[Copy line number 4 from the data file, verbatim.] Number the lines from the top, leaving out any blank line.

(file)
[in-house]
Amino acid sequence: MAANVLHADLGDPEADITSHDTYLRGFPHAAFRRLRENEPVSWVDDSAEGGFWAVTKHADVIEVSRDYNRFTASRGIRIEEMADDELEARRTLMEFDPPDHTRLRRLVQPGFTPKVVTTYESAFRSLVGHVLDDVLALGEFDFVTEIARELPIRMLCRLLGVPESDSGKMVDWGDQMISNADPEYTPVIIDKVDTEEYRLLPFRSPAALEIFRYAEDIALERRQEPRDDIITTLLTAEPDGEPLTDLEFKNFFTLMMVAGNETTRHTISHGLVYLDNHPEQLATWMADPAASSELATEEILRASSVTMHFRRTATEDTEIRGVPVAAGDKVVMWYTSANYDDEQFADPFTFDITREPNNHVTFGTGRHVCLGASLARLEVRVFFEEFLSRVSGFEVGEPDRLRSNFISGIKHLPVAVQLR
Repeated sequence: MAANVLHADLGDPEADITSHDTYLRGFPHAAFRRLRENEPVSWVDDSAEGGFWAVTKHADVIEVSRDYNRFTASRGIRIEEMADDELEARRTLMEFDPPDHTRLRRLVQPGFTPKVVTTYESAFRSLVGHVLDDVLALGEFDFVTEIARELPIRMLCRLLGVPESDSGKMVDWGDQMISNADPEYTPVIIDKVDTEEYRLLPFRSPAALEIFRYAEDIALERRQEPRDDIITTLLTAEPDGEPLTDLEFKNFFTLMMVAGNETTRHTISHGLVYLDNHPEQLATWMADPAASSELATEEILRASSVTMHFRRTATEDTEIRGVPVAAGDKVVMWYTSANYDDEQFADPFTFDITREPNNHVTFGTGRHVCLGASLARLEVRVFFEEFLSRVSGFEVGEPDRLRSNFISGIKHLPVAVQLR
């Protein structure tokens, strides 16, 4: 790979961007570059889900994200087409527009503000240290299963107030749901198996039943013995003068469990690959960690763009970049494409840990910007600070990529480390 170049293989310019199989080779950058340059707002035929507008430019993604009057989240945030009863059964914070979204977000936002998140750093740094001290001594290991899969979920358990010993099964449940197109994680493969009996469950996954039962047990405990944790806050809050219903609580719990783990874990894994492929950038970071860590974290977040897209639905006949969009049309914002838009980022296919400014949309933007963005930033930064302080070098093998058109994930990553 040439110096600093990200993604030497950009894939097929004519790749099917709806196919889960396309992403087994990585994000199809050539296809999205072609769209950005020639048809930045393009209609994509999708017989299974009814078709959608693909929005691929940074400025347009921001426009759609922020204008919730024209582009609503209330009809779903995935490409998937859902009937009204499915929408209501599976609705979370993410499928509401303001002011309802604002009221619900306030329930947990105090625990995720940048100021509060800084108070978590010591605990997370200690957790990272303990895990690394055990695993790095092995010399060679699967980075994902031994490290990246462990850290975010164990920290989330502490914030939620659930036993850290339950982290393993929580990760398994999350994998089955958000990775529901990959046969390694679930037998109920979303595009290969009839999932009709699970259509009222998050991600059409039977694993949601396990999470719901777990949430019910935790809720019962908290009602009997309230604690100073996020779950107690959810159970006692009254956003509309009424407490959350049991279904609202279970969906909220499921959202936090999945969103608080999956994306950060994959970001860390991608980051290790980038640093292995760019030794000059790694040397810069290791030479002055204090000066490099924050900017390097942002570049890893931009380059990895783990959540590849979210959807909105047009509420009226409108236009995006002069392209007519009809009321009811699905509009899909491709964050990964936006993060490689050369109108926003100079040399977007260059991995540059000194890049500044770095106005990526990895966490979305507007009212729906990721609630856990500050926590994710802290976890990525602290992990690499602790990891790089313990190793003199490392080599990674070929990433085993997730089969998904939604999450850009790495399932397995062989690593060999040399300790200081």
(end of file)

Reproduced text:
């Protein structure tokens, strides 16, 4: 790979961007570059889900994200087409527009503000240290299963107030749901198996039943013995003068469990690959960690763009970049494409840990910007600070990529480390 170049293989310019199989080779950058340059707002035929507008430019993604009057989240945030009863059964914070979204977000936002998140750093740094001290001594290991899969979920358990010993099964449940197109994680493969009996469950996954039962047990405990944790806050809050219903609580719990783990874990894994492929950038970071860590974290977040897209639905006949969009049309914002838009980022296919400014949309933007963005930033930064302080070098093998058109994930990553 040439110096600093990200993604030497950009894939097929004519790749099917709806196919889960396309992403087994990585994000199809050539296809999205072609769209950005020639048809930045393009209609994509999708017989299974009814078709959608693909929005691929940074400025347009921001426009759609922020204008919730024209582009609503209330009809779903995935490409998937859902009937009204499915929408209501599976609705979370993410499928509401303001002011309802604002009221619900306030329930947990105090625990995720940048100021509060800084108070978590010591605990997370200690957790990272303990895990690394055990695993790095092995010399060679699967980075994902031994490290990246462990850290975010164990920290989330502490914030939620659930036993850290339950982290393993929580990760398994999350994998089955958000990775529901990959046969390694679930037998109920979303595009290969009839999932009709699970259509009222998050991600059409039977694993949601396990999470719901777990949430019910935790809720019962908290009602009997309230604690100073996020779950107690959810159970006692009254956003509309009424407490959350049991279904609202279970969906909220499921959202936090999945969103608080999956994306950060994959970001860390991608980051290790980038640093292995760019030794000059790694040397810069290791030479002055204090000066490099924050900017390097942002570049890893931009380059990895783990959540590849979210959807909105047009509420009226409108236009995006002069392209007519009809009321009811699905509009899909491709964050990964936006993060490689050369109108926003100079040399977007260059991995540059000194890049500044770095106005990526990895966490979305507007009212729906990721609630856990500050926590994710802290976890990525602290992990690499602790990891790089313990190793003199490392080599990674070929990433085993997730089969998904939604999450850009790495399932397995062989690593060999040399300790200081």